Manchester Street to Camelford Street

Please note that this text is an extract from a reference work written in 1990.  As a result, some of the content may not reflect recent research, changes and events.

Brighton’s East Cliff rises to around eighty feet above the sea at Eaton Place on ‘Head’ or ‘Coombe’ deposits, an easily eroded chalk rubble mixed with clay and flints. Protected from the 1830s for the whole of its length by a massive sea-wall, the East Cliff presents, in its Marine Parade frontage, a sea-front facade unsurpassed anywhere in Britain. Since 1908 it has also been known as the King’s Cliff in honour of Edward VII (q.v.) who had associations with Kemp Town.
Developed from the 1780s until the 1870s, the East Cliff is now an outstanding conservation area and includes also the many roads leading northwards from Marine Parade, delightful streets lined with small-scale lodging houses, and middle-class and artisan housing. It also covers the small streets to the north of St James’s Street and the attractive Victorian terraces around College Place and Sudeley Place.
To make an exploration of the area easier, the streets of principal interest leading northwards from Marine Parade are detailed below in topographical order from the Steine eastwards, but see also “Bristol Road“, Marine Parade“, “St George’s Road” and St James’s Street

a) MANCHESTER STREET: The two listed buildings are no.9, the Star public house which has narrow bows and a good doorway, and no.10, the Golden Girl Restaurant, a three-storey, late-eighteenth-century building with a pair of bows and faced in mathematical tiles. No.17, included on the council’s local list, is also faced with mathematical tiles and has a bow. Dolphin Mews was completed in 1985 in Georgian style on the site of the Southdown Coach Station. {44}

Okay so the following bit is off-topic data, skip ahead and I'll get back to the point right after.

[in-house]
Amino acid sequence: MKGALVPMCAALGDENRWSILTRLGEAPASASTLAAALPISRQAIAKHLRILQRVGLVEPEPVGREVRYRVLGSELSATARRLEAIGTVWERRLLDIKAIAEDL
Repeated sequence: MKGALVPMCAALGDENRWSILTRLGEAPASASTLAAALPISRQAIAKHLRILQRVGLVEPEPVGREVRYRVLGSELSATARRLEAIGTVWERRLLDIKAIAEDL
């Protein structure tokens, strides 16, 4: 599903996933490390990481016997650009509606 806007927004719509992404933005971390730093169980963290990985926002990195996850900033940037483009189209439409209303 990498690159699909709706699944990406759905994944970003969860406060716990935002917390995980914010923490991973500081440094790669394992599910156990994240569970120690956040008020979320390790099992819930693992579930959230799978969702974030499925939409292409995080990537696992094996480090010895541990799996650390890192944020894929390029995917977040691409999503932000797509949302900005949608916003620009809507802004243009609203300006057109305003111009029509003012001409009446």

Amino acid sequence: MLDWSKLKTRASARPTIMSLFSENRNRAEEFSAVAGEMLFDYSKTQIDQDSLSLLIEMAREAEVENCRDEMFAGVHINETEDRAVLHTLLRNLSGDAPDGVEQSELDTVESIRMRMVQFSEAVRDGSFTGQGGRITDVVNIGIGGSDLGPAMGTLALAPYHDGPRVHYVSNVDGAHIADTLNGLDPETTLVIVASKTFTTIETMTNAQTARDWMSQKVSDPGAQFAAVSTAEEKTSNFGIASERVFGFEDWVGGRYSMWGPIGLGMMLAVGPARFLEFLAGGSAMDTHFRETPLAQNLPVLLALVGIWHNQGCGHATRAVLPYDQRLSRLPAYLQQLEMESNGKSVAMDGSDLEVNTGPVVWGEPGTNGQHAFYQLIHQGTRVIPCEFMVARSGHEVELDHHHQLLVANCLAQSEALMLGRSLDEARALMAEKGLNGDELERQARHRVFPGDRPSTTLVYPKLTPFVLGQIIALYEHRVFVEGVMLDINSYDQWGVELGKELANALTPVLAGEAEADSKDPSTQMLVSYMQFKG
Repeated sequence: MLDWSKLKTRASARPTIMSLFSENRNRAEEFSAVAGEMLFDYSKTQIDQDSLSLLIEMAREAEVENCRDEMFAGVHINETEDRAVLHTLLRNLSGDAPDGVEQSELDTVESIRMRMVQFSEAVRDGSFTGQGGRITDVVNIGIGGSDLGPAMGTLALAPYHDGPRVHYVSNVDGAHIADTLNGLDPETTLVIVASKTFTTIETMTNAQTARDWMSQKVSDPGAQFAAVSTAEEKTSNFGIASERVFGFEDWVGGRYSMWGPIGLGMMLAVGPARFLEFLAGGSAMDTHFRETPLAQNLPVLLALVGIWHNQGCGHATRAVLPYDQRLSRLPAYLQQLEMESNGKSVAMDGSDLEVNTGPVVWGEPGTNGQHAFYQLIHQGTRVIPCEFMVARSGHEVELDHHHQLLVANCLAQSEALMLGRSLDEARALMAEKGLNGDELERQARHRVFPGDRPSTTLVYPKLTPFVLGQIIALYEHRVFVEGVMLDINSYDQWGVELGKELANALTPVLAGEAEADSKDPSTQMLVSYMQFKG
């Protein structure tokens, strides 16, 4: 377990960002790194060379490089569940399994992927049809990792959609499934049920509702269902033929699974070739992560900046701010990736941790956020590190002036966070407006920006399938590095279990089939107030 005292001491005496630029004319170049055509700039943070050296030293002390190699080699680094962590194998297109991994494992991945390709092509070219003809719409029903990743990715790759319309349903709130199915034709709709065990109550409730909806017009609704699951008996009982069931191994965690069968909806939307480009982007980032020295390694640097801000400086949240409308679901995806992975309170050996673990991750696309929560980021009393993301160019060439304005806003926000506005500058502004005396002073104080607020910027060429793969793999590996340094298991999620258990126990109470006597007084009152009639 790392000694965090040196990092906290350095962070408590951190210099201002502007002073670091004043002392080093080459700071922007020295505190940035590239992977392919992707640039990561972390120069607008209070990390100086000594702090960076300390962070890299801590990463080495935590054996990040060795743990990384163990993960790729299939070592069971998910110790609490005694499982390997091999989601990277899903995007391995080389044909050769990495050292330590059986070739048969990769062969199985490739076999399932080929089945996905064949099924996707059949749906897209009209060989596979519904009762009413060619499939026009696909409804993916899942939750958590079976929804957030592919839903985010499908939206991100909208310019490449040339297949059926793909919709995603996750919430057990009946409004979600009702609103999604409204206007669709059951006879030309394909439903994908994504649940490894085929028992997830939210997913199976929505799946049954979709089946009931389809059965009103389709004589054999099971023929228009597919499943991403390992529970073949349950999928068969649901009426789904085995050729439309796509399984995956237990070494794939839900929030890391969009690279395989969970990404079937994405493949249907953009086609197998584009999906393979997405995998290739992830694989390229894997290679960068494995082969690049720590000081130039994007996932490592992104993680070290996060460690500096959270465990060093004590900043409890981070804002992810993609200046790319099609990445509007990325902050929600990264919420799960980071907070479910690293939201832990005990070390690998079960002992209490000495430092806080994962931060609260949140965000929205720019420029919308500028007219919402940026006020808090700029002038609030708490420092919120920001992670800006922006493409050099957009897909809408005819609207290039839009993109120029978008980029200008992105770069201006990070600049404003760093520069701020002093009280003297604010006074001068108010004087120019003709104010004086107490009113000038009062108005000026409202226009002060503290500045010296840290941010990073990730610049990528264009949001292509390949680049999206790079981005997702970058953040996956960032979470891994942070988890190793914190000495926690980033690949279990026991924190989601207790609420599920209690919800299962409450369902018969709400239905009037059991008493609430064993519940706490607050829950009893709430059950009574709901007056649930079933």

b) CHARLES STREET: A delightful street of small, late-eighteenth-century cottages. Nos.9-12 are bow-fronted listed buildings, nos.10-11 being faced with mathematical tiles. Nos.20-23, which were saved by the Environment Minister after a public inquiry in December 1968 from demolition by Southdown Motors Ltd, are also faced with the distinctive black glazed tiles and are listed. No.8 has a cobbled facade. {44,123}

c) BROAD STREET: Developed in the 1790s by Thomas Howell with small lodging houses. Nos.4, 7, 9, 21, 23, 25 and 26, mostly with bows and fanlight doorways, are included on the council’s local list of buildings of special interest. No.14 is faced with black mathematical tiles. {14}

d) MADEIRA PLACE: A wide road of attractive, four-storey lodging houses developed from the late 1780s and known as German Place until 1914 after the proprietor’s nationality. No.18 is an early-nineteenth-century listed house with mathematical tiles and a bow, while nos.11, 13 and 14 are included on the council’s local list; all have narrow bows. Nos.20-23 were restored in 1985 as part of Olivier House. {14,48}

Any numerical cross-references in the text above refer to resources in the Sources and Bibliography section of the Encyclopaedia of Brighton by Tim Carder.

Comments about this page

  • Lovely to see a photo of Camelford Street. My husbands 3x great grandparents show up at numbers 13, 14 & 15 between 1841 & 1861.

    By Josie Campbell (09/03/2007)
  • I was delighted to see Camelford Street! My grandfather’s first wife, Ethel Margaret Smedley, was born at No.17 in 1885. Her parents were John William Smedley and Margaret Eleanor Smedley (nee Harding). If anyone knows the Smedley family history, I would love to know what happened to Ethel Margaret. After her marriage, she was Ethel Margaret Price.

    By Gail Croft (01/04/2007)
  • Great to see photo of Camelford Street. I have just discovered some family – whose surname was Packham. They were living and working at the White Horse Inn at no 30 Camelford Street in 1881. I would love to find out more about it.

    By Sara (17/07/2007)

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